The path to an organic farm
Organic farmers are an important part of the solution to the challenges facing our society today for future generations. This is because regional, natural food makes a decisive contribution to protecting the environment.
Converting a farm to organic farming follows a tight schedule and requires financial resources. Working time requirements and possible work peaks must be realistically assessed in advance of the conversion, as must all marketing opportunities.
The 5-point checklist: this is how it works!
A basic prerequisite is that the farm interested in conversion* is economically sound, because the profit situation may initially deteriorate and these losses are to be partly compensated by a higher subsidy (organic premium) during the conversion period. In the case of a planned conversion, another five points should be considered as early as possible in the decision-making process:
- The farm manager must already work in accordance with the provisions of the EU Organic Regulation during the conversion period, but the products produced can only be marketed conventionally for a certain period of time:
- cultivated areas of arable crops must be cultivated according to organic standards for at least 2 years from the first sowing;
- in the case of grassland and perennial forage crops, a period of at least 2 years also applies;
- in the case of permanent crops (fruit growing, viticulture) the conversion period is increased to 3 years after the last conventional harvest;
- in the case of livestock farming, the period of 2 years also applies from the start of conversion;
- animals purchased during or after the conversion period are subject to fixed conversion periods depending on the type of animal and the breeding purpose.
A reduction of the conversion periods may be requested under certain circumstances, but does not have to be granted.
- The renunciation of synthetic chemical fertilisers and plant protection products often results in a reduction in yields.
- Labour time requirements may increase or decrease, depending on production and compared to conventional farming:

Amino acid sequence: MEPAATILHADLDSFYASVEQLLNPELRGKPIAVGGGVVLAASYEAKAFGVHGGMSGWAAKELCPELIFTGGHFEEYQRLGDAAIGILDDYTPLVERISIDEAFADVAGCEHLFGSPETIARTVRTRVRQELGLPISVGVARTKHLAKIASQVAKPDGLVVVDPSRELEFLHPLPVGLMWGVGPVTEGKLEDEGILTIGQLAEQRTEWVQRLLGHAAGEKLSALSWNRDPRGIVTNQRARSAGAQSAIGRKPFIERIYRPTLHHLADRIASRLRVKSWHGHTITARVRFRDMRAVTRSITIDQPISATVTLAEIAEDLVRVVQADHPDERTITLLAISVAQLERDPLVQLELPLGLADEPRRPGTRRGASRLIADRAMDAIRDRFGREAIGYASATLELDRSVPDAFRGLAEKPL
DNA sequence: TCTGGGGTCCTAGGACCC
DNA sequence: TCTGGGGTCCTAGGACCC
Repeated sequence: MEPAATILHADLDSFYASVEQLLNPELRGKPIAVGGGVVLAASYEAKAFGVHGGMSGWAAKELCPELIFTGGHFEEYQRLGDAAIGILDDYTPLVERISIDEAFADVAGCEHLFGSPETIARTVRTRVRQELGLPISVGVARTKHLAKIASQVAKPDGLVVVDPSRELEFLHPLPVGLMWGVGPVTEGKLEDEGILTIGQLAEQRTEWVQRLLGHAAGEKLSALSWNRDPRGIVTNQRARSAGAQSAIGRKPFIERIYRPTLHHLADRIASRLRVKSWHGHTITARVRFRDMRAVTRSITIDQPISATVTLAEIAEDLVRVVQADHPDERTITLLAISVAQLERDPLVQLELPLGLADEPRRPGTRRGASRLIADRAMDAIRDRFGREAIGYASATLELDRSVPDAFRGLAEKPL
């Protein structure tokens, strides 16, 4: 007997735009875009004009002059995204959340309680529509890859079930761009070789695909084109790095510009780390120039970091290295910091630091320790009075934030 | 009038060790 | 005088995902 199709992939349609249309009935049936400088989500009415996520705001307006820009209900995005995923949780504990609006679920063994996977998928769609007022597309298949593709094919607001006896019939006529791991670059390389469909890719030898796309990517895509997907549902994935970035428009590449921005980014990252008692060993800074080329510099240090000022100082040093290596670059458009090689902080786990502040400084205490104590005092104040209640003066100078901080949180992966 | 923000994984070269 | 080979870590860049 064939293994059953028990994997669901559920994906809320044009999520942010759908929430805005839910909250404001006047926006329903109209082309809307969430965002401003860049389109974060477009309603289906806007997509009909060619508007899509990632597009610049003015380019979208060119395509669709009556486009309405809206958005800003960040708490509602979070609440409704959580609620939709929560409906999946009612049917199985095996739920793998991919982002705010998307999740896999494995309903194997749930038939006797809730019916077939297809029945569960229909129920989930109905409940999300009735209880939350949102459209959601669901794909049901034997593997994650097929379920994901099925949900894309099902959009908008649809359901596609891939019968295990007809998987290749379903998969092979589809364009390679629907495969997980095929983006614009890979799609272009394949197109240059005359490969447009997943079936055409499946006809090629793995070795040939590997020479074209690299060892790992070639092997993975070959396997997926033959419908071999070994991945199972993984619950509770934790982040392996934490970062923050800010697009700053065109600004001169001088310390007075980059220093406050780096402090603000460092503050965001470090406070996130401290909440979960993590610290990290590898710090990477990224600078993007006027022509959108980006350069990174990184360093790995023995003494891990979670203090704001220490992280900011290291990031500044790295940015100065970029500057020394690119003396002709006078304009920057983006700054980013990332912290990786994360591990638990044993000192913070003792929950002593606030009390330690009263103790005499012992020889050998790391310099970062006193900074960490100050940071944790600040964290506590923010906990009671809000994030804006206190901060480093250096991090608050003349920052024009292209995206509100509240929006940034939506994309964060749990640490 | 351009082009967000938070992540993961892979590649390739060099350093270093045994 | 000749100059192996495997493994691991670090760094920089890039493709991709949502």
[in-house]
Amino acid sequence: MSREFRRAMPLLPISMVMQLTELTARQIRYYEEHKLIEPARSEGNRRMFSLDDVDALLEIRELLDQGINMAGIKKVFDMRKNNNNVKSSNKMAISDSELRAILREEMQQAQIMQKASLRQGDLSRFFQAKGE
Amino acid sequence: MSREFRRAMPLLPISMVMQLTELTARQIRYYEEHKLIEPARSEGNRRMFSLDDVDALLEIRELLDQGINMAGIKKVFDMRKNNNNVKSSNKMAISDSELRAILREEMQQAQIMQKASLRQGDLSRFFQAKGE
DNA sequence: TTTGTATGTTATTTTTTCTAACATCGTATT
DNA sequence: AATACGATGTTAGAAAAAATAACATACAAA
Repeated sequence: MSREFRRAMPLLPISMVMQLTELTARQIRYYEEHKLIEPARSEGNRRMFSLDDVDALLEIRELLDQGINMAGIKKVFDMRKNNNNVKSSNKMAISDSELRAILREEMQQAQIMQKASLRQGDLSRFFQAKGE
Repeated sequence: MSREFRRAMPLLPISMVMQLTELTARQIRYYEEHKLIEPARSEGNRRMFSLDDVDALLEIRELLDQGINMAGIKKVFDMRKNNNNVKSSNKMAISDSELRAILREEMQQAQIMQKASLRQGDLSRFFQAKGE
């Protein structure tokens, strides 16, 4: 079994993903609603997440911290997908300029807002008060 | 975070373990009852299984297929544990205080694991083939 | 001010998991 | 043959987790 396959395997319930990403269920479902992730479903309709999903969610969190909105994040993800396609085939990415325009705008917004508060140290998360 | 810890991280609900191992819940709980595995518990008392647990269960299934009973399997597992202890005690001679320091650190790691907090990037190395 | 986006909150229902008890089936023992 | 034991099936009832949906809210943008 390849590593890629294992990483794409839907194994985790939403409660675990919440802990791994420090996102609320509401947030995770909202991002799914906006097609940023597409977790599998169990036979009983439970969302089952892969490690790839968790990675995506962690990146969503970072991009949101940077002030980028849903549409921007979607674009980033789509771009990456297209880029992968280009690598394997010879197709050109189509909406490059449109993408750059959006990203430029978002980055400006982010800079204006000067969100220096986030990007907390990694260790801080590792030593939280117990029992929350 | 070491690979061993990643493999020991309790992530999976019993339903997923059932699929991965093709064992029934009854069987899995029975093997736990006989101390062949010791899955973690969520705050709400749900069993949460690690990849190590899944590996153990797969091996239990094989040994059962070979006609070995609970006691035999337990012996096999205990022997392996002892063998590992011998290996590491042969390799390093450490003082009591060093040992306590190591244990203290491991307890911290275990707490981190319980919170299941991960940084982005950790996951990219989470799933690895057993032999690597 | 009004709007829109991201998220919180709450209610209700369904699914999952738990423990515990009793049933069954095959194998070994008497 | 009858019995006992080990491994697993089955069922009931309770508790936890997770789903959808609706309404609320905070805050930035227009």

- organic cereal production reduces the volume of labour,
- organic vegetable production is much more labour intensive.
- Investments are often unavoidable for compliance with the EU Organic Regulation: for example, for new buildings and conversions in animal husbandry, changed storage capacities or the construction of processing structures.
- The choice of the appropriate marketing channel depends on the product as well as on the overall operational conditions:
- direct marketing to the end customer via farm shop, market stall and delivery service achieves good prices with high customer loyalty, but is very time-consuming;
- sales to wholesalers tend to allow larger marketing quantities using time-saving techniques (high degree of specialisation);
- continuous cooperation with retailers and/or regional processors can provide financial security;
- gastronomy and large-scale catering/canteens are often interested in local organic food in the long term;
- producer groups are an alternative partner for successful sales of products such as cereals, vegetables, fruit, milk, meat or wine.
*Do you want to get competent advice in the run-up to the conversion of your farm? The “Institut fir biologësch Landwirtschaft an Agrarkultur Luxemburg” (IBLA) sent out a “Newsletter Spezial Beratung” in December 2020 (available in German).
The Common Agricultural Policy (CAP) of the EU has as a declared objective the dissemination of organic agriculture and the organic cultivation of wine, fruit and vegetables. Around 26.3% of the money for the funding programmes was made available to the Grand Duchy by the EU budget through the “European Agricultural Fund for Rural Development” (EAFRD) in 2014 to 2020. The Luxembourg State contributed 73.6% of funds through the “Fonds d’orientation économique et sociale pour l’agriculture” (FOESA).
With the application for funding*, farmers and winegrowers submit a dossier in which they show that they meet the requirements for managing their holdings as organic farms. In this way they achieve a higher score for the classification of their projects and receive more funding. Once their application has been approved, they annually confirm that they have fulfilled the corresponding obligations. The deadlines for the first funding application as well as for the confirmations are always 30 September before the beginning of the first crop year of participation or the previous year, respectively. If the Ministry grants approval, the five-year commitment period begins on 1 November of the crop year for which the application was submitted and ends after five years on 31 October.
Regular inspections of the farms guarantee transparency and compliance with the organic quality requirements.
*A detailed compilation of the current funding programmes can be found here.
Full-time and part-time farmers must fulfil three conditions* on their farms in order to be eligible for subsidies:
- for the utilised agricultural area in Luxembourg, a minimum area of
3 ha: for agricultural land
0.5 ha: for tree nurseries
0.25 ha: for open field vegetable areas
0.1 ha: for areas used for vineyards
0.3 ha: for fruit-growing areas
- the entire area of the holding must comply with the cross-compliance obligations
- the farms are managed organically for at least 5 consecutive years.
Amount of the premiums
All areas used for agriculture in Luxembourg are eligible for the premium, including vineyards, orchards, field and greenhouse vegetables:
*Detaillierte und laufend aktualisierte Informationen über weitere Bestimmungen und Verpflichtungen finden Sie auf dem Landwirtschaftsportal des Luxemburger Landwirtschaftsministeriums und in der Broschüre „Landschaftspflegeprämien“. Gesonderte Informationen rund um das Thema „Ökologischer Weinbau“ finden Sie hier.